What exercises are the best to create strength and stability in the low back region? There is an on-going and evolving discussion on this matter. The short answer is, “it depends”. There may be some general guidelines that the majority of the population can benefit from but depending on your health history, results of a physical examination, x-ray or other imaging findings – the priority of what you need to do first might be different than someone else.
At the very basic core (no pun intended) of the discussion is the fine line between flexibility and strength. Often, these two features of any mechanical area of the body have an inverse relationship. Flexibility of a region might come at a loss of some stability/strength. It doesn’t always have to – but at extreme ends, this is what we commonly see in practice.
Few questions to ask first are:
1) Are you currently in pain? If yes, what structure(s) or tissues are causing the pain? This helps determine what your initial goal should be: immediately work on loosening a tight area or go straight to stability or strength.
2) Do the results of your physical examination suggest there may be some mechanical compromise that currently is not the source of your pain, but will definitely play a role in how your body will receive load when you exercise? For example, we will commonly find that hips, buttocks and hamstrings are often involved in patients experiencing low back pain. Sometimes, the mid back region can contribute to it. It might seem counter-intuitive, but working on areas away from the site of pain can often be an appropriate strategy.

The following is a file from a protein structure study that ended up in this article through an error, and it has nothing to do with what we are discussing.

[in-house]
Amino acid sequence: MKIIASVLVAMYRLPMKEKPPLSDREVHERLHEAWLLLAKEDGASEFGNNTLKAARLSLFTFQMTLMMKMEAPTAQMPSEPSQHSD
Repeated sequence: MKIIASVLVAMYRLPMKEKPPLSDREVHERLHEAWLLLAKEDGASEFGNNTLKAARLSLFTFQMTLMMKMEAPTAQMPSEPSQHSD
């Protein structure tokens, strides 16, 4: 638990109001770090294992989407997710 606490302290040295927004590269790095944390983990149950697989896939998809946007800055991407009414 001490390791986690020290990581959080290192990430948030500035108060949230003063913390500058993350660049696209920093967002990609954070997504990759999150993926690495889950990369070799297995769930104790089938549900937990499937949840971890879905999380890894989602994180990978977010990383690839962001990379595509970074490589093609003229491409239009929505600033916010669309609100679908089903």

3) What pace should you do these stretches and exercises and how should you increase progression? Should you lift heavy but not do it as often? Should you keep it light but engage with it everyday?
The vast majority of research currently suggests that prolonged static postures (whether sitting behind a desk or standing for long periods of time) are culprits in leading to fatigue and weakness in the lumbar spine. Generally speaking, compound movements like deadlifts and squats are a good recommendation. However, if you are not conditioned for exercise, it is a great idea to start with what we consider to be body-weight “foundational movements”. Refer to the videos available on our website to get a glimpse of what that may look like. ( www.kanatachiropractor.com/exercise-rehab )
It is also recommended that you engage in mobilization/stretches of the hips, hamstrings and buttocks as an over-all strategy to make your low back more resilient to stress/fatigue.
As always, an appropriate and thorough assessment by a chiropractor is recommended before you engage with any significant exercise program to make sure it is appropriate for you.